Tysklands nya roll i EU2008-12-05
Klimatförhandlingarna, relationerna med Ryssland och Iran. I allt fler frågor slåss Tyskland allt mer öppet för egna intressen.
Ändå sedan 1940-talets slut har Tyskland ( då Västtyskland) varit en drivande kraft bakom försöken att ena Europa.
Men något har hänt.
Det verkar inte längre som om Tyskland anser att landets roll i världen är beroende av att det finns ett starkt EU.
I flera för Europa avgörande frågor driver Tyskland för närvarande en politik som framförallt utgår från landets egna intressen: relationen med Ryssland, Iran, klimatförhandlingarna m m.
Om detta skriver Charles Grant, chef för Center for European Reform, en intressant kommentar i dagens FT:
Eller läs artikeln här:
"In Brussels, Paris, Washington and other capitals, one increasingly hears the same complaint: Germany is acting unilaterally. On a broad range of issues, the Germans seem to think the European Union no longer advances their interests and are more prone to go their own way. Germany’s foreign policy has evolved in a manner that leaves the EU – and perhaps the Atlantic alliance – weaker. Consider five key policy areas.
Since the financial crisis struck, Germany has dragged its feet over co-ordinated action at EU level. Germany’s current account surplus and balanced budget give it more leeway than its partners to boost demand, but it has avoided a significant stimulus.
Second, on climate change, Germany (with Italy and Poland) has fought the Commission’s proposals on the auctioning of permits for carbon emissions. The Commission wants companies in many industries to pay for the permits, but Germany wants most permits to be given out free. Otherwise, it fears, the extra costs will make companies relocate outside the EU.
Third, Germany regards friendly relations with Russia as a vital national interest. Whatever Russia does, Germany is generally unwilling to criticise it. This makes it hard for the EU to forge effective policies on Russia.
Fourth, Germany, together with Britain and France, leads the EU diplomacy on Iran’s nuclear programme. But Germany is reluctant to impose economic sanctions on Iran. This annoys London, Paris and Washington, which view tougher sanctions as the best means of dissuading Tehran from building a bomb.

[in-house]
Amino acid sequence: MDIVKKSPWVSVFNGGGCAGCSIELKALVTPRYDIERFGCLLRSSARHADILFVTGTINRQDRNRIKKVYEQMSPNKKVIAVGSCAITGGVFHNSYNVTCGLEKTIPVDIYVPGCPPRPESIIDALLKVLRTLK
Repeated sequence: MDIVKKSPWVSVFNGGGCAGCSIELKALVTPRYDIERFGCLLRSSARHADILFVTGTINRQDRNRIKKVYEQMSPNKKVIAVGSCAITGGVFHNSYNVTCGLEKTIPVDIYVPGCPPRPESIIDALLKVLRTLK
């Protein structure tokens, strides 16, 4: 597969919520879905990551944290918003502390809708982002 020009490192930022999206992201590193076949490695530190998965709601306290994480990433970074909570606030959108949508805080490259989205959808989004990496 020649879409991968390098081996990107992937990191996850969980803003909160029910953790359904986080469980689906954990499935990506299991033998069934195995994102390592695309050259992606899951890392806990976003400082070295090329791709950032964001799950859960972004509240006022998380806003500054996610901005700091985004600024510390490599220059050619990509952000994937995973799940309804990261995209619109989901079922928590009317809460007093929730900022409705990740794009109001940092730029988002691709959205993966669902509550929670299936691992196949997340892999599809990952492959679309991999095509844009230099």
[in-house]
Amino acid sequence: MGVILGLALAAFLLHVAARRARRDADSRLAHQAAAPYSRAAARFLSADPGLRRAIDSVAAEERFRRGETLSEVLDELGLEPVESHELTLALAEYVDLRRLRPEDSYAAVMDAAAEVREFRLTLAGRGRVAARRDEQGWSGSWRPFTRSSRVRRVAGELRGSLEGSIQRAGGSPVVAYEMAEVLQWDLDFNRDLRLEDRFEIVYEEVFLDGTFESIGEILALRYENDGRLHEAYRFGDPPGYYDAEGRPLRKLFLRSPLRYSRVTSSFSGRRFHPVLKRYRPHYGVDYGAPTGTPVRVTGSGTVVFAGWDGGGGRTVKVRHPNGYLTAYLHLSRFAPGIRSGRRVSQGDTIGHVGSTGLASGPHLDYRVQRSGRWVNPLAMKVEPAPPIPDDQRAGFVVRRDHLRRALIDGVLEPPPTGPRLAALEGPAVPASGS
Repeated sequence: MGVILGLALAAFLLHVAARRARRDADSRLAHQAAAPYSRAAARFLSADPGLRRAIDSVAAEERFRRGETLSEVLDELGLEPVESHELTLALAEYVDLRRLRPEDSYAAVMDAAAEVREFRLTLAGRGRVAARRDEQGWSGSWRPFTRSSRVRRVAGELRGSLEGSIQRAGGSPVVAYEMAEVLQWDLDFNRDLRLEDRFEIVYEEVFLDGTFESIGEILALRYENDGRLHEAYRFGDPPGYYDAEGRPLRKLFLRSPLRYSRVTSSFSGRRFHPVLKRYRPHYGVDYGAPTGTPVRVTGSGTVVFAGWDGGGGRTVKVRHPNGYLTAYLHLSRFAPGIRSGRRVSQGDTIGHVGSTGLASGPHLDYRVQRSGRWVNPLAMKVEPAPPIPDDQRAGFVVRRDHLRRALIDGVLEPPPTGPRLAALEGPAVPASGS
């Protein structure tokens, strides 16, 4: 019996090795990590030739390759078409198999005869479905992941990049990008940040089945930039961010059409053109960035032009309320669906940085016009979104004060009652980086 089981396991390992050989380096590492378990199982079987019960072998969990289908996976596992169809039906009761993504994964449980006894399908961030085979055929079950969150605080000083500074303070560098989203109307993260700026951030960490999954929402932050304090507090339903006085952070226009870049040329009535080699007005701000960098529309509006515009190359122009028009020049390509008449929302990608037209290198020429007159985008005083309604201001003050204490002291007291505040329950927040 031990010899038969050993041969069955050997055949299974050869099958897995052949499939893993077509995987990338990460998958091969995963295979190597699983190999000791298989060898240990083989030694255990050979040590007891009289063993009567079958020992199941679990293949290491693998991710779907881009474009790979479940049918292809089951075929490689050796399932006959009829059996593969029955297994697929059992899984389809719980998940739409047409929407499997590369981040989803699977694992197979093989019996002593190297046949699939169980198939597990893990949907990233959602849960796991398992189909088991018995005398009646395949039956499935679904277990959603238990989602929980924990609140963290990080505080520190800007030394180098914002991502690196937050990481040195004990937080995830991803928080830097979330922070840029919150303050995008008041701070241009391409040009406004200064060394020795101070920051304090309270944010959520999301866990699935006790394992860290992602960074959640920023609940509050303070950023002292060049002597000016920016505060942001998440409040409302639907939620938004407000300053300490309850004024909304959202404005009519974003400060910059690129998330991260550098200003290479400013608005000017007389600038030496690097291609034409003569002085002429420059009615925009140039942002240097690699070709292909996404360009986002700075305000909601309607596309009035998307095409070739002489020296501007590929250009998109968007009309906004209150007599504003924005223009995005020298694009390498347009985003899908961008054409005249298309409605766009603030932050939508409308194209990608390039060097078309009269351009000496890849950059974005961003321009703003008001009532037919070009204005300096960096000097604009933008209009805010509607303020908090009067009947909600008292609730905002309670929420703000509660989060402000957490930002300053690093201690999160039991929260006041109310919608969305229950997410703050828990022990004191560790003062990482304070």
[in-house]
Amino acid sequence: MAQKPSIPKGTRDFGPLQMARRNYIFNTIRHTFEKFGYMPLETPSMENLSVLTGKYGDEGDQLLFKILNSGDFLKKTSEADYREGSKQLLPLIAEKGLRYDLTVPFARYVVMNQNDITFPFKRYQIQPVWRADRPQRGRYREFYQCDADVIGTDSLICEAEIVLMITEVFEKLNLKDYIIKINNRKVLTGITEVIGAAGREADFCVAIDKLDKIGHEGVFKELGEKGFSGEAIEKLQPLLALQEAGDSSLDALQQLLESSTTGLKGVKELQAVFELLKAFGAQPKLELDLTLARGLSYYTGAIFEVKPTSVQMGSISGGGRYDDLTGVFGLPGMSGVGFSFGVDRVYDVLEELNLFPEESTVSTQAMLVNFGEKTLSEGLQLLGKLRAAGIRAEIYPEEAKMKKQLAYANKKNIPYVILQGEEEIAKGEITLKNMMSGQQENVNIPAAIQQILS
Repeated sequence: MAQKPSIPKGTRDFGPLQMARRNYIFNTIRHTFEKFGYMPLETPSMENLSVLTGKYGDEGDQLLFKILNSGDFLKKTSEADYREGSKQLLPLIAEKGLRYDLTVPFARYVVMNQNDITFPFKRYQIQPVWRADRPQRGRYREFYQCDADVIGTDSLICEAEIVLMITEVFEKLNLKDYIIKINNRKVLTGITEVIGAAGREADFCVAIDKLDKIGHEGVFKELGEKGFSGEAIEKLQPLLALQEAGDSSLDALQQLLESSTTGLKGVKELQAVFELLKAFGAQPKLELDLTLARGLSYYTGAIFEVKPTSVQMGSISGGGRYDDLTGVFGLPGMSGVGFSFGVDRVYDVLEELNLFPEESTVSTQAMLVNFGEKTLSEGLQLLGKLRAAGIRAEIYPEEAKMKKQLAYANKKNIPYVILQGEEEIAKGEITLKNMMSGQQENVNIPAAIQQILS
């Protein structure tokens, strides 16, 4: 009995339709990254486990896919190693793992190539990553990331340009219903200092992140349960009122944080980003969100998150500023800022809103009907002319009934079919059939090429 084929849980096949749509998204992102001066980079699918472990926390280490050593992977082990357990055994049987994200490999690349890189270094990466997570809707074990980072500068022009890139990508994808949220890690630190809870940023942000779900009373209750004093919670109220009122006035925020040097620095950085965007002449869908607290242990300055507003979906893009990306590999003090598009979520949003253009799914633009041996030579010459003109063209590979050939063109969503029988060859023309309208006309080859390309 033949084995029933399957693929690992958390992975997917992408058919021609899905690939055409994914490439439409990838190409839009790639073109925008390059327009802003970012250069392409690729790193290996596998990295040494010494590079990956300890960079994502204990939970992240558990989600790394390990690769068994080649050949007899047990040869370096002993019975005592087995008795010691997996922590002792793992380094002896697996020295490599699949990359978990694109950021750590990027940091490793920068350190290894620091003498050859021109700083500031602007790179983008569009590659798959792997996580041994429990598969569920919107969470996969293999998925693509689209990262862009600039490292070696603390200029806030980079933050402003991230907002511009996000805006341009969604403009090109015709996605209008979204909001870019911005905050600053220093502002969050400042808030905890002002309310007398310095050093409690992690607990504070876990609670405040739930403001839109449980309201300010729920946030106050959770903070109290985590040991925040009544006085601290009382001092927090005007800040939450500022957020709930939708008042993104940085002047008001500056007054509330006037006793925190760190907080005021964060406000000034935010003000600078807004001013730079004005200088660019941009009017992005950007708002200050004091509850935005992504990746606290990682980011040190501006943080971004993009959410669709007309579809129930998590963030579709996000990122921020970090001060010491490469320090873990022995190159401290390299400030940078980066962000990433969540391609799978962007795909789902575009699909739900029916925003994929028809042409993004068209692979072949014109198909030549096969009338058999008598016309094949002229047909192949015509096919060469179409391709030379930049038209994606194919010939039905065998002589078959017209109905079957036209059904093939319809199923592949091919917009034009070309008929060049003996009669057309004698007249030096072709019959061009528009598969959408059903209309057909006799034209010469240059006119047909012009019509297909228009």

Finally, the same three capitals despair of Germany’s commitment to Nato and EU defence. Germany’s 4,500 troops in Afghanistan – in the north and not allowed to fight – are little help to the Nato mission there. Germany shows scant enthusiasm for French president Nicolas Sarkozy’s efforts to strengthen EU defence.
Berlin’s policies are not necessarily bad for Germany or even Europe. For example, the EU arguably benefits from the German government’s privileged access in Moscow. Nonetheless, in many parts of Europe, German unilateralism is viewed with concern.
Short-term factors explain some of it. With a German general election approaching, the uneasy coalition between Christian Democrats and Social Democrats makes it hard for either side to pursue bold policies that would incur domestic criticism. The dire state of Franco-German relations – there is perhaps less trust between the governments than at any time in the past 20 years – also matters. Chancellor Angela Merkel and President Sarkozy irritate each other. Many Germans complain that France is increasingly nationalistic and focused on pursuing its own narrow economic interests. If the French are putting national interests first, why should Germany be different?
Germany is the world’s biggest exporter of goods, and its industrial lobbies hold more sway over foreign policy than is the case in most other countries. Germany Inc demands good relations with Russia, its fastest-growing export market after China last year. Its heavy industry is trying to weaken the ambitious EU climate change package that Ms Merkel herself brokered in 2007. And if Germany is more reluctant than its partners to sanction Iran, that may be because it out-sells them in that market.
Traditionally, most Germans have believed that what is good for the EU must be good for Germany. But, especially since EU enlargement in 2004, Germany has tended to become an outlier on many EU policy issues. It is no longer obvious that German and European interests coincide. Thus Berlin officials argue that Germany’s gas deals with Russia are too important to be left to the Commission to handle.
There has also been a generational shift. The politicians who grew up in the shadow of the second world war, emotionally attached to the cause of European integration, have retired. Today’s leaders tend to treat the EU as a tool that delivers results, which is how most European leaders treat it.
Germany has become more unilateral in an incremental and unconscious way rather than as a result of any plan. Most Germans have not noticed the change and they believe they are good Europeans. In some ways they are: Germany pays for a fifth of the EU budget. Today’s German nationalism is not scary, like the nationalisms of the past. It is “normal” nationalism, as practised by Britain and France."
The writer is director of the Centre for European Reform